I need an open source license which allows for commercial entities to join academic and government entities, and to use our tools in their internal research and development. I need to bar the direct commercialization of these tools. The tools in question consist of code and associated textual resources (snippits of text). Our partners are in higher education, government, and industry. I perform research at the university, and I want to make sure that our partners, and indeed any company, can use these tools in their internal research and development.

The contracting person I am facing at my university is not very helpful, but possibly it's because licenses that walk this line do not exist. I have worked under "nonexclusive research and development" licenses (NERDs) which seemed to do something similar between partners: they allow for work that I produce to be used in a company's internal research and development. Frequently, this even leads to commercial products. The NERD simply eliminates the scenario where the work laboratory produces is directly commercialized by these partners.

Presently, one of our industry partners is pushing for Apache-2.0. Their lawyer has said something similar to the contracting person at my university: nothing in the open source licensing realm walks the line between full commercial use and full prohibition of commercial use.

Does anyone have a good suggestion of an open-source-style license that does this, or is there a name for a category of licenses that do this?

  • 2
    Work with the legal department at your U. Jun 11, 2021 at 17:41

1 Answer 1


Open Source as defined by the Open Source Initiative is very much about being able to use the software freely, without purpose limitations. So your partner's lawyer is on point. I also like their suggestion of Apache-2, but that is a very business-friendly license.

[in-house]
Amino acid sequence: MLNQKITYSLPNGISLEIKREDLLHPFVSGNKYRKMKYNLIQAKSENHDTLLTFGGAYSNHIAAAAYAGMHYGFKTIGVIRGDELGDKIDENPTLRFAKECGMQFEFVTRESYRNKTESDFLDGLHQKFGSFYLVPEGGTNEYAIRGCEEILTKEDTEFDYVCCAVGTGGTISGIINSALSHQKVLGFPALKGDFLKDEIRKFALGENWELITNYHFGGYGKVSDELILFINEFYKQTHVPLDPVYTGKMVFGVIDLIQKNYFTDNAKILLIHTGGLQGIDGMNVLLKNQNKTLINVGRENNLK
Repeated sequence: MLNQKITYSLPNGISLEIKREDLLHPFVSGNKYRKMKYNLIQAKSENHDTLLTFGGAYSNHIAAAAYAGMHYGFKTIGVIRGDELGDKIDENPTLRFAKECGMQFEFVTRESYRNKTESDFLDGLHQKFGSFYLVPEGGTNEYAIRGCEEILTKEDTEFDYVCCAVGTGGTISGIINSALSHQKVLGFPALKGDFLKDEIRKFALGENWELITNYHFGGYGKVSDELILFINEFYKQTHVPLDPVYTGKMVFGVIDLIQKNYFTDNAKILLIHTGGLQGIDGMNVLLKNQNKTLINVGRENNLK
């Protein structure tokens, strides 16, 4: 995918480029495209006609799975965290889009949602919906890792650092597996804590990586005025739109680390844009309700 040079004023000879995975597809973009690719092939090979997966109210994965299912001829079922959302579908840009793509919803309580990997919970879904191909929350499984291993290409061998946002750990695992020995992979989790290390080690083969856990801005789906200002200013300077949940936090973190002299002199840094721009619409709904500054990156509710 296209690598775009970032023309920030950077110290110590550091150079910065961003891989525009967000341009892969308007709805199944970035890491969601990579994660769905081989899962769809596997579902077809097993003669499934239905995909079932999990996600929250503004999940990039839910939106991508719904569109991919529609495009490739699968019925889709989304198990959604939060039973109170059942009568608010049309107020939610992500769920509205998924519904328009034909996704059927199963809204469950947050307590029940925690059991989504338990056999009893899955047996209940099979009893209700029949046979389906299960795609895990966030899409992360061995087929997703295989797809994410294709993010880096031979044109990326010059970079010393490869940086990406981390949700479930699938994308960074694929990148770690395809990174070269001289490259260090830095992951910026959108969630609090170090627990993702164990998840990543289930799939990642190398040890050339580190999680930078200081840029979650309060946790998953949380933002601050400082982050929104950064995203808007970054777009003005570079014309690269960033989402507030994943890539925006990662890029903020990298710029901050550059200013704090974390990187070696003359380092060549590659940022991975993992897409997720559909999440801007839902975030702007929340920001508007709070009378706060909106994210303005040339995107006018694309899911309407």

There are of course some open-source-ish licenses that do try to rule out some commercial activities. To be clear, none of these are Open Source as commonly understood. Two relevant examples:

  • The Commons Clause is designed as an add-on for another license, and forbids the software from being “sold”, including providing a product to third parties whose value derives substantially from the covered software.

    However, this clause has seen little use, and it bans a pretty broad range of activities. It seems its primary use was to coerce Open Source users into paying customers.

  • The Creative Commons CC BY-NC and CC BY-NC-SA licenses have a “NonCommercial” module. Here, “NonCommercial means not primarily intended for or directed towards commercial advantage or monetary compensation.”

    However, the exact meaning of this is pretty unclear [1] [2]. This license is also intended for general creative works, and does not cover concepts such as source code that are important for software works.

You have a fairly accurate idea of what uses you want to allow, and which uses you don't want to allow. In particular, you do want to allow many commercial uses, you just don't want the software to be commercialized directly. In this setting, it might be best to continue to keep the software under wraps and to only share it with partners under contracts that lay out what precisely they are allowed to do.

This is veering from Law.SE into software freedom advocacy, but you could also reconsider why you want to forbid commercialization. It usually does not harm your research if your software becomes publicly available, and if companies are able to make money off this software. If such a company takes your software, they won't have a competitive advantage in the market since anyone else could also use it. By itself, source code has little value. If you are concerned about a company keeping modifications or extensions to themselves, you could also consider copyleft licenses. While these do not prevent commercial use, they discourage business models that rely on a monopoly to the source code.

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